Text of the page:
5. He would further submit that the Assessing Officer had rightly given set off against the losses caused by the assessee against the said undisclosed stock relying upon the provisio of Section 71 of the act read with section 69(B) of the act. He would further submit that the observation made by the CIT (Appeals) as well as ITAT are contrary to the facts of law, and therefore, requires to be quashed and set aside.

6. By taking me through the operative part of the order of the CIT (Appeals) and particularly showing total income in para – 17 of the order, he would submit that the CIT (Appeals) has committed error holding the said amount of Rs.10,06,987/- as deemed income under Section 69(B) of the Act. In support of his submission, he relied upon the case of CIT v. Shilpa Dyeing & Printing Mills (P.) Ltd. [2013] 219 Taxman 279/39 taxmann.com 3 (Guj.) delivered by the Division Bench of this Court and would submit that the present case is covered under the said decision and therefore, the appeal be allowed and the orders passed by the CIT (Appeals) as well as ITAT be quashed and set aside.

7. On the other hand, Ms. Mauna Bhatt, learned advocate for the revenue has opposed this appeals. By taking me through the orders passed by the CIT (Appeals) as well as the ITAT and particularly, the reasons assigned by the ITAT with regard to the applicability of the proviso of Section 69(C) of the Act, she would submit that the assessee had not disclosed the amount to the tune of Rs.10,06,987/-, the case would fall under the proviso of Section 69 of the act. By relying upon the case of Attar Singh Gurmukh Singh v. ITO [1991] 191 ITR 667/59 Taxman 11 (SC), learned advocate would submit that the Apex Court has considered the unexplained expenditure not to be given set off under the proviso of Section 71 of the Act. Learned advocate would further submit that for the assessment year 2001-02, the closing stock was to the tune of Rs.10,06,987/-, which might have carried forward by the assessee of the non-assessment year of 2002-03, which the assessee might have taken advantage of the next year. Hence, the appeals be dismissed.

8. We have learned advocates for the respective parties. Perused the orders of the CIT (Appeals) as well as the ITAT. It is an undisputed fact that during scrutiny, the assessee himself has disclosed the fact that in his books of account, he had shown less stock to the tune of Rs.10,06,987/-. It is also an admitted fact that when the physical stock was examined by the authority, the value of the said stock was Rs. 13,33,485/-, however, as per the books of account, the value of stock was to the tune of Rs.3,26,498/- i.e. amount to the tune of Rs.10,06,987/- was not recorded in the books of account. However, it is admitted by the assessee himself that he has not completely disclosed the stock in the books of account. Now, considering the proviso of Section 69(B) of the act, we are of the opinion that the assessee had not fully disclosed the stocks in the books of account and therefore, the Assessing Officer as well as the CIT (Appeals) have rightly observed that the case of the assessee would fall under the proviso of Section 69(b) of the act.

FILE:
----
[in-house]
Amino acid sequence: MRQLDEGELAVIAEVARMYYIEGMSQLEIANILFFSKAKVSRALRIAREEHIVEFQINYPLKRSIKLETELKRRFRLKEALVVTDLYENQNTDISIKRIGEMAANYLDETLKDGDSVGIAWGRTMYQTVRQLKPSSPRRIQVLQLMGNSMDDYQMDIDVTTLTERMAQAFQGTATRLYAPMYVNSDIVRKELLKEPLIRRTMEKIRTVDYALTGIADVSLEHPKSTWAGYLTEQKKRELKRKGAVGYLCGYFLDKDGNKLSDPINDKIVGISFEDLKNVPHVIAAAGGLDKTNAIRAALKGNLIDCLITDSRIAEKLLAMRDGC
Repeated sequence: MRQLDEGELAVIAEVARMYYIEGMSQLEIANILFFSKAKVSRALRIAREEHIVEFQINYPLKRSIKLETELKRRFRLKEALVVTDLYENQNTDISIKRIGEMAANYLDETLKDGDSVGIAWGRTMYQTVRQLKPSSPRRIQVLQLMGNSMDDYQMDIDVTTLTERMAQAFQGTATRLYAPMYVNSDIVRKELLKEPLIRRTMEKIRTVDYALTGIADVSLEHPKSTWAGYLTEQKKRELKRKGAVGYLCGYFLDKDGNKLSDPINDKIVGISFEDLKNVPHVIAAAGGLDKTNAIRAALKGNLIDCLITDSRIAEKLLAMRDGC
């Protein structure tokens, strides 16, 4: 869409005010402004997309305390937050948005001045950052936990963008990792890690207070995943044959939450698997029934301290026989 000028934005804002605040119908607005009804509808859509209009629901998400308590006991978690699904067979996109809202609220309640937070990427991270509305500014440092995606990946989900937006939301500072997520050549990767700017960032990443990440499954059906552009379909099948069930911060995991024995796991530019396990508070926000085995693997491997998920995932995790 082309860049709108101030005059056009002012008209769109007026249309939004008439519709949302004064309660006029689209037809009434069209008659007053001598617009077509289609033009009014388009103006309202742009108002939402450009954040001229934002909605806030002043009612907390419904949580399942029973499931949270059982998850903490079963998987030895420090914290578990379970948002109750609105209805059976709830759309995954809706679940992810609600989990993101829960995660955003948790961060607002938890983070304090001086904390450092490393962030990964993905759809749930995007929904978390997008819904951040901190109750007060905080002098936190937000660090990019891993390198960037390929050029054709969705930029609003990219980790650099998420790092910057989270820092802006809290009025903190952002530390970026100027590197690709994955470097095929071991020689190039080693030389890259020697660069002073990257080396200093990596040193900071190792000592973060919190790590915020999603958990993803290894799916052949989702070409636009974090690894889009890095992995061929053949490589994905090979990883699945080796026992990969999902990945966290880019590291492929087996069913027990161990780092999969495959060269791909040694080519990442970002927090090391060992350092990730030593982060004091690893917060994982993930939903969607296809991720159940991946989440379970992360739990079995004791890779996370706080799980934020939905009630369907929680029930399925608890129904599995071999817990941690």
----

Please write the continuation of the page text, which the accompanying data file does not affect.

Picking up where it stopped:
We are also of the opinion that the submissions made by the learned advocate is that the case would fall under the proviso of Section 69(c) of the act does not apply to the facts of the present case. It is not the case of the revenue that there is an unexplained expenditure, which would cover under the proviso of this Act and therefore, the assessee would not be entitled for the set off under the proviso of Section 71 of the act. As far as applicability of the case of Shilpa Dyeing & Printing Mills (P.) Ltd. (Supra) is concerned, the same would be applicable since the Court had held that the amount of excess stock would fall under the definition of income as per Section 14 of the Act and therefore, the assessee would be entitled for the set off under proviso of section 71 of the act. As far as the case of Attar Singh Gurmukh Singh (Supra) is concerned, the same would not be applicable in the present facts and circumstances of the case since it is not the case that there was unexplained expenditure made by the assessee.

9. Therefore, we are of the opinion that the CIT (Appeals) as well as the ITAT have committed error in refusing giving set off to the assessee under Section 71 of the act and accordingly, we allow these appeals by setting aside the order dated 28.02.2005 passed by the Income Tax Appellate Tribunal (the ITAT) and order dated 07.07.2014 passed by the Commissioner of Income Tax (Appeals) Ahmedabad [the CIT (Appeals)].

10. As far as Tax Appeal No. 1846 of 2005 is concerned, since we have allowed the appeal preferred by the assessee and have quashed and set set aside the order dated 28.02.2005 passed by the Income Tax Appellate Tribunal (the ITAT) and order dated 07.07.2014 passed by the Commissioner of Income Tax (Appeals) Ahmedabad [the CIT (Appeals)], there is no question of imposing penalty upon the assessee. Hence, the present appeal is also allowed.

[Citation : 376 ITR 561]